In addition, however, software must not be ineligible because it is solely directed to an abstract idea. Whether or not software is eligible for patent protection is, unfortunately, a complicated issue. While the statutory basis for this requirement is Section 101 of the Patent Act (hence, this is frequently referred to as the "Section 101" issue), the actual statute does not describe this issue at all. Rather, courts have created this law and the test for patent eligibility, which makes interpreting this issue much more difficult. The Bitlaw website contains a great deal of information on this topic, including the following web pages:
- Section 101 Index (an index to all related materials on Bitlaw),
- What is a Section 101 Rejection (a good introduction to the issue), and
- MPEP and Section 101 (an intro to the PTO's current approach to this issue),
- Overcoming a Section 101 Rejection (how to respond to the patent office on this issue)
Even if your software is new, useful, and non-obvious, and it is eligible under Section 101, that does not necessarily mean that it is appropriate for you to apply for patent protection. Patents are expensive, and if your goal is to share your software with the world, such as by licensing it as open-source software or including it into an existing open-source project, patent protection can make little sense. In addition, if your software has no commercial value, it may not make financial sense to file for patent protection. We have written some information on valuing your invention here:
How do I protect software with a patent?
If you want to protect your software through the patent system, you must submit a patent application. Your application must describe your invention in detail (the specification), should include drawings, and must truthfully name the inventors of the invention. These aspects of the application are described here:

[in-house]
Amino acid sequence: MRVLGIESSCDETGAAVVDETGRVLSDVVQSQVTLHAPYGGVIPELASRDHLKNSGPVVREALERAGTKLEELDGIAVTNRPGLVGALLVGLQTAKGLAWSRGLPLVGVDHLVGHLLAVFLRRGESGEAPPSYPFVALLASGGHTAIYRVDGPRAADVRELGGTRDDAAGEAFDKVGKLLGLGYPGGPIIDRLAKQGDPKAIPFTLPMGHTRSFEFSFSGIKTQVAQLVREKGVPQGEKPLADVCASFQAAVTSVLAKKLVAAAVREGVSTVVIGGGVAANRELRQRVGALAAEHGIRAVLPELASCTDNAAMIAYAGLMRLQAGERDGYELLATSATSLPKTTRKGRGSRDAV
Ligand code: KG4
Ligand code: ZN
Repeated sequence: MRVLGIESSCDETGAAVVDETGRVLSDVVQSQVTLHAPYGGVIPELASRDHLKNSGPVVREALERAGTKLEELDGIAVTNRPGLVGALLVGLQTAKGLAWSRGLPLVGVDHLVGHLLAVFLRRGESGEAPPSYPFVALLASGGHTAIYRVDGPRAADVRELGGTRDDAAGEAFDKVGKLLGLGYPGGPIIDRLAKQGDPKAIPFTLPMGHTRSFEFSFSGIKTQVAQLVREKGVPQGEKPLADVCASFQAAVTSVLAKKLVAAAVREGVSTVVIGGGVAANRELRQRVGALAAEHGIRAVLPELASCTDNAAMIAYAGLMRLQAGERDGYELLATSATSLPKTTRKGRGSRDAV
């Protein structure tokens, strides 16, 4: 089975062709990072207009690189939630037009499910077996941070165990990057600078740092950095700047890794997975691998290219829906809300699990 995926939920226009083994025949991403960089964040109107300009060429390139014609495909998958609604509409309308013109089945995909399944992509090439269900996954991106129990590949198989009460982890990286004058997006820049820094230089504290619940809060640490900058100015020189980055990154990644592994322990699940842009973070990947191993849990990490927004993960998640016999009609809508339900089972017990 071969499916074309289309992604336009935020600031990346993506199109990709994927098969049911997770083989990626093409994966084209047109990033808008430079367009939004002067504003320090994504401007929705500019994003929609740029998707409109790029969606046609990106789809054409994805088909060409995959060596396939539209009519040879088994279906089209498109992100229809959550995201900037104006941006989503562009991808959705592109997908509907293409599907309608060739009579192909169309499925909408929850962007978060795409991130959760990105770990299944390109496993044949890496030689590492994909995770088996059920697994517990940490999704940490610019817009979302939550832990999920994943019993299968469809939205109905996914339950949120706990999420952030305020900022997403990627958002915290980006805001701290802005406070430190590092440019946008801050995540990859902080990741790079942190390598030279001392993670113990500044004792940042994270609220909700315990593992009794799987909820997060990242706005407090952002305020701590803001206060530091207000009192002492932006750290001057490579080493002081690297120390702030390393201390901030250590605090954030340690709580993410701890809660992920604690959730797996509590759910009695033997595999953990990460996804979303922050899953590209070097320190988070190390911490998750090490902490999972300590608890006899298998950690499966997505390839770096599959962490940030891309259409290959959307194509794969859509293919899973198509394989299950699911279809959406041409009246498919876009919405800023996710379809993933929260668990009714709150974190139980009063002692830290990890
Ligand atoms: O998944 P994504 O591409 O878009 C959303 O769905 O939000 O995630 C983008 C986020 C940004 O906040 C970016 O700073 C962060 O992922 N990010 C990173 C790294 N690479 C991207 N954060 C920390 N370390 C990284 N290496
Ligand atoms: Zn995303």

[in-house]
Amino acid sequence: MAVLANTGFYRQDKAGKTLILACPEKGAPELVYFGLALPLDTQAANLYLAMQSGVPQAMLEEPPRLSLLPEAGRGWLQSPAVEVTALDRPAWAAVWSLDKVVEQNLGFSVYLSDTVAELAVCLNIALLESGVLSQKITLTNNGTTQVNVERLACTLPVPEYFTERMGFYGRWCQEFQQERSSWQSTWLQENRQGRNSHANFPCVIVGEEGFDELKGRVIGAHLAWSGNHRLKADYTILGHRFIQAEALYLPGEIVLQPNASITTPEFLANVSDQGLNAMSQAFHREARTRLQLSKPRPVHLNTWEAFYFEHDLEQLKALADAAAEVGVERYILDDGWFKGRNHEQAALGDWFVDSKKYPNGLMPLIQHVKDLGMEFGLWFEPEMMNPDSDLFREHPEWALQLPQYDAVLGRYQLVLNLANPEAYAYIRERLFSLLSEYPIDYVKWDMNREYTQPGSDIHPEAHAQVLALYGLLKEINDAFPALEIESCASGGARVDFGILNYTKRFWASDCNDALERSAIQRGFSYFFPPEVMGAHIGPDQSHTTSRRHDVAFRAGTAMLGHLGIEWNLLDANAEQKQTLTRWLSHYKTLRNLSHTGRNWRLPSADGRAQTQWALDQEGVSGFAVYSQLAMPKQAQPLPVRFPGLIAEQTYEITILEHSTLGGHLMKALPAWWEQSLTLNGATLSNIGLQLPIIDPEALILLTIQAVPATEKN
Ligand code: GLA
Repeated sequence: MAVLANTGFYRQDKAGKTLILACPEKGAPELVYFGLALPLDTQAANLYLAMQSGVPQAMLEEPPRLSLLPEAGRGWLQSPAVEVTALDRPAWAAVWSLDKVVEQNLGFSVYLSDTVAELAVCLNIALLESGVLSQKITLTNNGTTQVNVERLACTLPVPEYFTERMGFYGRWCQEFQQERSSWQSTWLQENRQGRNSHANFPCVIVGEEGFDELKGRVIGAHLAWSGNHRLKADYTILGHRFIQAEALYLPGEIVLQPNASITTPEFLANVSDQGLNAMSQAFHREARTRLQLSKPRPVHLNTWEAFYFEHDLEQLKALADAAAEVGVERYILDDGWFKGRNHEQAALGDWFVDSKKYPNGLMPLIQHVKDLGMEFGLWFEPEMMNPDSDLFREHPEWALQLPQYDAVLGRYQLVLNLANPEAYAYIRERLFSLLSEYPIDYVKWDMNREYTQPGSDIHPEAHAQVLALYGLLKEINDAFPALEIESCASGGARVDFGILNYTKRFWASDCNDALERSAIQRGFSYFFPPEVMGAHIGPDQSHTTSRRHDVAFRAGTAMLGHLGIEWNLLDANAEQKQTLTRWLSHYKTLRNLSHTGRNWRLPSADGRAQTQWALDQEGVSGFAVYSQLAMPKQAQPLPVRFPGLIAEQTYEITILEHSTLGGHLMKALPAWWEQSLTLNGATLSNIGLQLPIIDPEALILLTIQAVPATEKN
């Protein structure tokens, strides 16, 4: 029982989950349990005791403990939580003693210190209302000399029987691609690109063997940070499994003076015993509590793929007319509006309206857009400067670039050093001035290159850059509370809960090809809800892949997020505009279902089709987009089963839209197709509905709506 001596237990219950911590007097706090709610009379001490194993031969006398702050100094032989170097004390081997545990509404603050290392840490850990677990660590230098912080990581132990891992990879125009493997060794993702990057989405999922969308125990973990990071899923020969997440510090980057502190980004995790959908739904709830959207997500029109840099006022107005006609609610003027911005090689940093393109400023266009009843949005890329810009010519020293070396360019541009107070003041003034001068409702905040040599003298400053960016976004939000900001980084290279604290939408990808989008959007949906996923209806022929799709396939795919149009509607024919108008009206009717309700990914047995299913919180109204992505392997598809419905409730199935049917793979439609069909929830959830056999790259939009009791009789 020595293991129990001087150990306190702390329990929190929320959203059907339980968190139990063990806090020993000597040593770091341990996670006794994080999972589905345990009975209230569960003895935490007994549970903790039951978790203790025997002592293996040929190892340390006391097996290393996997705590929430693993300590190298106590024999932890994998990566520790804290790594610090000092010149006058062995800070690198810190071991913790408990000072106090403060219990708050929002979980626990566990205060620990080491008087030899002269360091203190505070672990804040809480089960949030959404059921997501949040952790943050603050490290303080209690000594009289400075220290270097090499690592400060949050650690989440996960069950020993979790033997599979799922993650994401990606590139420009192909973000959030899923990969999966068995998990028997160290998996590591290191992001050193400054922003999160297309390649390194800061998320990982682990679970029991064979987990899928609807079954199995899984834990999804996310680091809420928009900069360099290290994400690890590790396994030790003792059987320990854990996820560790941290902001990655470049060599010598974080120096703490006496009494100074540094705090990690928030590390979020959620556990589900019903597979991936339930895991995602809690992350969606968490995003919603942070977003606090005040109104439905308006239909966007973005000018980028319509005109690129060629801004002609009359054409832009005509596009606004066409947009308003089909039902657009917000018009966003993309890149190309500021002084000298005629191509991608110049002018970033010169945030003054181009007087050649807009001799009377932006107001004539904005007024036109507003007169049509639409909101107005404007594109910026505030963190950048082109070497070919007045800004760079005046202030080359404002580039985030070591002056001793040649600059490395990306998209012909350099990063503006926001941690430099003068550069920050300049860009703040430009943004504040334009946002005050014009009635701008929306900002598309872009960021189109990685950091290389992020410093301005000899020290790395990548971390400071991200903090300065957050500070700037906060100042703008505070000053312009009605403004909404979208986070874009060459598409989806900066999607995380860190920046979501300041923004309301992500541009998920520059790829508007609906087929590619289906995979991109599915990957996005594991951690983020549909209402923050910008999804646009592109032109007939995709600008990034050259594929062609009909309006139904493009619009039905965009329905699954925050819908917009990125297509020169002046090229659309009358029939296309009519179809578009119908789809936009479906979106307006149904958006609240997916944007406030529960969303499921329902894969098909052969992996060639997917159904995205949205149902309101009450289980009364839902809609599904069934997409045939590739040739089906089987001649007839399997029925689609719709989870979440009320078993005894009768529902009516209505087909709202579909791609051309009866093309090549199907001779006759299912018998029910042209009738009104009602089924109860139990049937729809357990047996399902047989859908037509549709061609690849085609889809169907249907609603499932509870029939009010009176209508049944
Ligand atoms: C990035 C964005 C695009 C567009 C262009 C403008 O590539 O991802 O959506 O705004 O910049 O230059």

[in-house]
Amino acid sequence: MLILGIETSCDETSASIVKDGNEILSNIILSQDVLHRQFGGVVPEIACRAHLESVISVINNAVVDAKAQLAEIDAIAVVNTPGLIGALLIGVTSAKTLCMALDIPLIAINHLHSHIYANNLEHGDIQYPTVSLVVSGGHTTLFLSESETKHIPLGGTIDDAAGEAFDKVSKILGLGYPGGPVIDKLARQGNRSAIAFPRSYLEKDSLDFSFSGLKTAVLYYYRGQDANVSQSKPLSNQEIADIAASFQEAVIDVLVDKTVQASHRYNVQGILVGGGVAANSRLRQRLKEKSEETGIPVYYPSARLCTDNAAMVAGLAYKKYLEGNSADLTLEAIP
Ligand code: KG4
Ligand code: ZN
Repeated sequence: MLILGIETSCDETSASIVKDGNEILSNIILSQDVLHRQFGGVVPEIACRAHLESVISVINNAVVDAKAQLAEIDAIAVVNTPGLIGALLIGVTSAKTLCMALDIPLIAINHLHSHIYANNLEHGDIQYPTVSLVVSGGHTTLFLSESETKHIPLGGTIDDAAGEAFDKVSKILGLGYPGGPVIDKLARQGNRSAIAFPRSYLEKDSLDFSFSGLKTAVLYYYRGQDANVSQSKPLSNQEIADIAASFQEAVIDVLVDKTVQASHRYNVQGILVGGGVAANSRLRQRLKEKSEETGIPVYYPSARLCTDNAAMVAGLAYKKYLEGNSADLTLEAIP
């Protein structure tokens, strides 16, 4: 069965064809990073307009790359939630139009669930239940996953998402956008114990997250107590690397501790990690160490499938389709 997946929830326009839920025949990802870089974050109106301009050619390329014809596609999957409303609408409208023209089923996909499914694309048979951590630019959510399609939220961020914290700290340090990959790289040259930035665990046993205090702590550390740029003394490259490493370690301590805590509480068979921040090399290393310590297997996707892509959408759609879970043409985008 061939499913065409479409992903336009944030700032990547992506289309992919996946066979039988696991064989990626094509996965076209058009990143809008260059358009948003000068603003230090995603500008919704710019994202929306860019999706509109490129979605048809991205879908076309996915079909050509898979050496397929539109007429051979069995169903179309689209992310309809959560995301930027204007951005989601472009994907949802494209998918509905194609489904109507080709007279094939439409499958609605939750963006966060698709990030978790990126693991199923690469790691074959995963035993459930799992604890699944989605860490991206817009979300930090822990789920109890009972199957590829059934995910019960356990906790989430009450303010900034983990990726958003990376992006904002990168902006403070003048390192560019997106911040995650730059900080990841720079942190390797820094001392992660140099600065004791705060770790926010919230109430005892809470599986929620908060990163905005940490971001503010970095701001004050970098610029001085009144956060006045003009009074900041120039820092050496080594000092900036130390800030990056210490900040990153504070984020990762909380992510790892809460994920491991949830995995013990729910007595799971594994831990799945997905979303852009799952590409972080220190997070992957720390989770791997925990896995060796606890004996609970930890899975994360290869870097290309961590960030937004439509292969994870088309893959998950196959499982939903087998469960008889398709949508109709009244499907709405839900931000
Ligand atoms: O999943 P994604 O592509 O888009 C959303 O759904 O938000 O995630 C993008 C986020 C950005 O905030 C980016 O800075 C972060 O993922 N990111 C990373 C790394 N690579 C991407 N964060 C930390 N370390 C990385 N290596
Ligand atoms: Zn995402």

You may wonder whether you have developed your software sufficiently to file a patent application. It is important to file your application early, as the United States is now a first-to-file country. This means that if two people separately invent the same invention, the patent for the invention will be granted to the person that is the first to file their patent application. In addition, you must file your patent application with one year of your first public disclosure or offer to sell your invention. You do not need to have created your software invention before you file your patent application, but you must know that the invention can be implemented and how it can be done. These issues are discussed here:
Contrary to popular belief, it is not necessary to search your software invention before you file a patent application. In some cases, it may even be wise to skip doing a patentability search. You should read the following to understand better when doing a search makes sense, and when it can be skipped:
Patent applications are expensive, with software applications typically costing between $10,000 and $15,000. In addition, the cost of filing the application is not the end of the costs, as more thousands will have to be spend before the patent issues. The breakdown of these costs is presented here:
In many cases, it makes sense to delay the costs by filing a provisional application, which is described in the next section.
Provisional patents on computer software
Because the cost of drafting a non-provisional utility patent application is so high, it frequently makes sense to start the patent process by filing a provisional patent application. A provisional application by itself will never become a patent. Rather, provisional applications act as placeholders. Within one year, you will replace your provisional application with a (full-cost) non-provisional application. The job of the provisional application is to (inexpensively) establish a first filing date in the patent process. This is described here:
Provisional applications don't actually save any money in the patent process since the provisional application has to be replaced by a full-cost application within one year. Nonetheless, a provisional application can be an extremely useful way to delay the high cost of drafting a non-provisional application. During this one-year period, inventors can produce and market their invention, and develop a much better understanding of whether the invention will be profitable before the full-cost of the patent application is incurred. This advantage is discussed in more detail here:
We can help
I have been helping inventors obtain patents on their computer-related inventions for almost thirty years, and I would be happy to answer any questions you may have on software patents.